The future of cloud computing: 9 trends for 2012

The future of cloud computing: 9 trends for 2012

Summary: The view of cloud computing remains mixed as the technology brings benefits and risks in equal measures. Here's what 39 major tech firms said about it.


We're all about seeing around corners here at ZDNet, frequently taking the pulse of the technology industry to determine where it's headed next.

Venture capital firms are interested in the same thing -- for them, the difference between right and wrong is measured in (millions of) dollars.

North Bridge Venture Partners, which is split between Boston and San Mateo, released a survey this morning on the future of cloud computing. The firm polled 785 people at 39 high-profile enterprise technology companies -- Akamai, AWS, Citrix, Microsoft, Red Hat, SAP and VMware among them -- to see where their respective heads are at with regard to cloud computing.

Since North Bridge is in the business of putting its money where its mouth is, the details matter.

Here's what they found:

  1. The cloud is mature -- for some. Half of all respondents said they were confident that cloud solutions are viable for mission critical business applications.
  2. Scalability is driving adoption. Fifty-seven percent of companies said it was the top reason that they switched to the cloud. (Business agility was a close second.)
  3. Security remains the main hurdle. The cloud may be maturing, but security anxiety is the top reason companies don't make the switch -- 55 percent of respondents expressed concern about it. (Rounding out the top three: regulatory compliance and vendor lock-in.)
  4. SaaS leads in dollars spent. A whopping 82 percent of respondents said they use software-as-a-service offerings today. An additional six percent said they'd use it within five years.
  5. But PaaS and IaaS aren't far behind. There's a lot of interest in platform-as-a-service and infrastructure-as-a-service offerings. Forty percent of respondents use PaaS today but 72 percent said they'd adopt it in the next five years; IaaS, 51 percent to 66 percent.
  6. Efficiency is the name of the game. At 43 percent, backup and archiving was the number one use case, followed by business continuity (25 percent), collaboration tools (22 percent) and big data processing (19 percent).
  7. But the savings picture is fuzzy. Fifty-three percent of respondents said that the cloud leads to a lower total cost of ownership, or TCO, and a less complex IT workflow.
  8. Public or private clouds? Both, actually. Forty percent of respondents said they are deploying public clouds; 36 percent said they're going with a hybrid approach. But 52 percent said they'd be using a hybrid approach within five years.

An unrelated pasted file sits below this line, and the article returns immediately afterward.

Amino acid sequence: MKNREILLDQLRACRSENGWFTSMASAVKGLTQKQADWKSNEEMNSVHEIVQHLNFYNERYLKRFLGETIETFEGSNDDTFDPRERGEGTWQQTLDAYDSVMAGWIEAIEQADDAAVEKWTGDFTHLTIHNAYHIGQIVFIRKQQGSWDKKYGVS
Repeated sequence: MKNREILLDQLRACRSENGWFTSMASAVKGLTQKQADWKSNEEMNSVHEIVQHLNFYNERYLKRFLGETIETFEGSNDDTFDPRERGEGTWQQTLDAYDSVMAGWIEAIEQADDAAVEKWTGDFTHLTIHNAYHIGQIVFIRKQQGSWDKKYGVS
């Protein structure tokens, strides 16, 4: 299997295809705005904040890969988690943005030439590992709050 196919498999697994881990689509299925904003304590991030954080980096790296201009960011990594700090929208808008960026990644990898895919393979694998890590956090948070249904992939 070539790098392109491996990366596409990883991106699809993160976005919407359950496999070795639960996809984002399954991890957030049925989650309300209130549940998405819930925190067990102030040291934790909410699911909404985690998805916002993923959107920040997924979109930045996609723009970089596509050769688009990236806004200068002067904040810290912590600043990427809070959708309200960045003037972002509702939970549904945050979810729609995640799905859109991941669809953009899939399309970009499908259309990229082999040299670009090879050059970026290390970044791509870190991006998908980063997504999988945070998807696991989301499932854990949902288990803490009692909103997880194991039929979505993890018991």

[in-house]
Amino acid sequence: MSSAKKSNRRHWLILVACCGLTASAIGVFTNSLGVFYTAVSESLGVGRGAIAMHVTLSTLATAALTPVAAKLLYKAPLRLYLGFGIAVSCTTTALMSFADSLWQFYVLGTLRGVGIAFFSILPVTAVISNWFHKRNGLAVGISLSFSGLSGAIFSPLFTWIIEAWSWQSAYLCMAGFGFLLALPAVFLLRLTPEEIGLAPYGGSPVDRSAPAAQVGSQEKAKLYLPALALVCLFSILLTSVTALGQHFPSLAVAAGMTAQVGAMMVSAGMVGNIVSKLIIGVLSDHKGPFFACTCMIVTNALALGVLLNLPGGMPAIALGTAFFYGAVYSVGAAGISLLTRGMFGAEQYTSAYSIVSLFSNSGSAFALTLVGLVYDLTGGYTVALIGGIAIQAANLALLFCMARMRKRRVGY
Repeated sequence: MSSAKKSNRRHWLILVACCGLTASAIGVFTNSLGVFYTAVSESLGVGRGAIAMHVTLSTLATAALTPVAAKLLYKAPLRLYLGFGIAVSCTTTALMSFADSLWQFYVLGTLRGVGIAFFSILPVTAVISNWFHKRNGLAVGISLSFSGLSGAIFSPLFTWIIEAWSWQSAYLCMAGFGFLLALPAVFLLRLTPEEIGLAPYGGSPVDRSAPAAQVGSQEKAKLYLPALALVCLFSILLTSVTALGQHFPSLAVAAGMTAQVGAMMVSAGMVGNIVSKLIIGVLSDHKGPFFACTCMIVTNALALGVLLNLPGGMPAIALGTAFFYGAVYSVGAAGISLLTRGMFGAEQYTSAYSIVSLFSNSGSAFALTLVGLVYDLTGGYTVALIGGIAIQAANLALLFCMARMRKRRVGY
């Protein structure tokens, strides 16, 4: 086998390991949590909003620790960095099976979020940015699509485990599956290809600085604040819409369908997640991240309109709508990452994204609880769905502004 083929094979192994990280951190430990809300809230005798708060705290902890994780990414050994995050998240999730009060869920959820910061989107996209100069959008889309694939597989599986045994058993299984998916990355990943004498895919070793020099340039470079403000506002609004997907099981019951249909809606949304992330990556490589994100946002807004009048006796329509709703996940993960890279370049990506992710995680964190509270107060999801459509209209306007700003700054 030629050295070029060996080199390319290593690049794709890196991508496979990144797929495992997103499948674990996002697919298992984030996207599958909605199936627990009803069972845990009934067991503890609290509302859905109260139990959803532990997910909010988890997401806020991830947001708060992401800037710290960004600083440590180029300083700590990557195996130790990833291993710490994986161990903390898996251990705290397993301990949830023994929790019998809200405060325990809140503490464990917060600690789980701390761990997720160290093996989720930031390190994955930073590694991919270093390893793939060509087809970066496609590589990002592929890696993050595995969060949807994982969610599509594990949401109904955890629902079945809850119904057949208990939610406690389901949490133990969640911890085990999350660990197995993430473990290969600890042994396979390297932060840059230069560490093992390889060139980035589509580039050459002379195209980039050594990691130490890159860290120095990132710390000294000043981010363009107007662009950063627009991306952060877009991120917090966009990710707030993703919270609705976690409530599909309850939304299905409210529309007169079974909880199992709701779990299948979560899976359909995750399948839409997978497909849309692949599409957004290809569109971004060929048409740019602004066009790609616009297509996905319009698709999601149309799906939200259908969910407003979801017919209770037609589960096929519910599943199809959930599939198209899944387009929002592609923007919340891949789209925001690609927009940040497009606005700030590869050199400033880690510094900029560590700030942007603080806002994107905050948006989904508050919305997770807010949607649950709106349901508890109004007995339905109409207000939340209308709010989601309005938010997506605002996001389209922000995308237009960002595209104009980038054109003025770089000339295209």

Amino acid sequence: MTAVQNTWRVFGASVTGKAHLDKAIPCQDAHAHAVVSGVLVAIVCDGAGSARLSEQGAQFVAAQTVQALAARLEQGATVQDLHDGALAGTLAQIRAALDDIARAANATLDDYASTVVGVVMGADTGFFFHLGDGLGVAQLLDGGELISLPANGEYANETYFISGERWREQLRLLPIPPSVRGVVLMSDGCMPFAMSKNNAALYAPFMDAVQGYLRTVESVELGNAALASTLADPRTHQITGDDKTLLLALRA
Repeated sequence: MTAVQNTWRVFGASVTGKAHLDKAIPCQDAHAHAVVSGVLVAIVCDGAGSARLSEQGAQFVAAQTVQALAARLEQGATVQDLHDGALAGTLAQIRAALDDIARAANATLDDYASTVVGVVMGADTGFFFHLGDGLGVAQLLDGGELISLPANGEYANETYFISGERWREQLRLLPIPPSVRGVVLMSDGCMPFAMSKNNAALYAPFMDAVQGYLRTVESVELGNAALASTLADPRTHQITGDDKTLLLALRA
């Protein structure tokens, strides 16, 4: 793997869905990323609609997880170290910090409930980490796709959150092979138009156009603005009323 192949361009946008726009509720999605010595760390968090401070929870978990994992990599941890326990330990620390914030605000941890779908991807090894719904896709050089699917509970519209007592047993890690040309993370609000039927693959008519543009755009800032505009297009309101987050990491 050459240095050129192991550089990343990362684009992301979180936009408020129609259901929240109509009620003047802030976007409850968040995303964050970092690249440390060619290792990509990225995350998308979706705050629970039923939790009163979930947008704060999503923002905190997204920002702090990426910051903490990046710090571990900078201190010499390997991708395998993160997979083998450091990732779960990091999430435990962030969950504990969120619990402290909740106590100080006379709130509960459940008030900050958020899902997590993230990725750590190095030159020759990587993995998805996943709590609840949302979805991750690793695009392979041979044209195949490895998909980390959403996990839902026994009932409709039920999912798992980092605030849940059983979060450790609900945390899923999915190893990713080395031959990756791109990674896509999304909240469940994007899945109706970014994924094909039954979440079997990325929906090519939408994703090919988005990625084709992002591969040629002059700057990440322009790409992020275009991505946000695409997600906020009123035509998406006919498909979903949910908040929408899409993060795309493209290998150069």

9. Big data is the elephant in the room. Eighty percent of respondents deemed it the area most likely to be disrupted by cloud computing. Analytics, too.

North Bridge partner Michael Skok has more in a blog post announcing the results.

"As the business-driven equivalent of weather patterns play out," he writes, "we'll see a few early rainmakers that emerge as key enablers of these trends."

Topics: Hardware, Cloud, Servers, Virtualization

Andrew Nusca

About Andrew Nusca

Andrew Nusca is a former writer-editor for ZDNet and contributor to CNET. During his tenure, he was the editor of SmartPlanet, ZDNet's sister site about innovation.

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  • A Wise Move?

    It is interesting that only half of the respondents said that using the cloud saves them money and/or IT effort. Which means that almost fifty percent do NOT think it will save them money/effort. Considering all the potential problems with the cloud ??? security, reliability (just ask the Amazon customers who recently had their service disrupted), and the potential for government grabbing of the data (ask those who used Megaupload to store data), being locked in to one provider, increased bandwidth costs, etc. -- and half the current and potential users do not think it will save them money, is it a wise move??
  • the cloud hell no

    you put my info in the cloud i will sue all who put my info in the lieing cloud
  • cloud regulation

    I do believe the government need to regulate this industry or there needs to be an independent body with members (cloud) providers who meet certain requirements and disclosure to where data is being stored and how, so if ever challenged over data loss or security government can investigate and make a claim on users behalf. At the moment there is not enough accountability by most providers.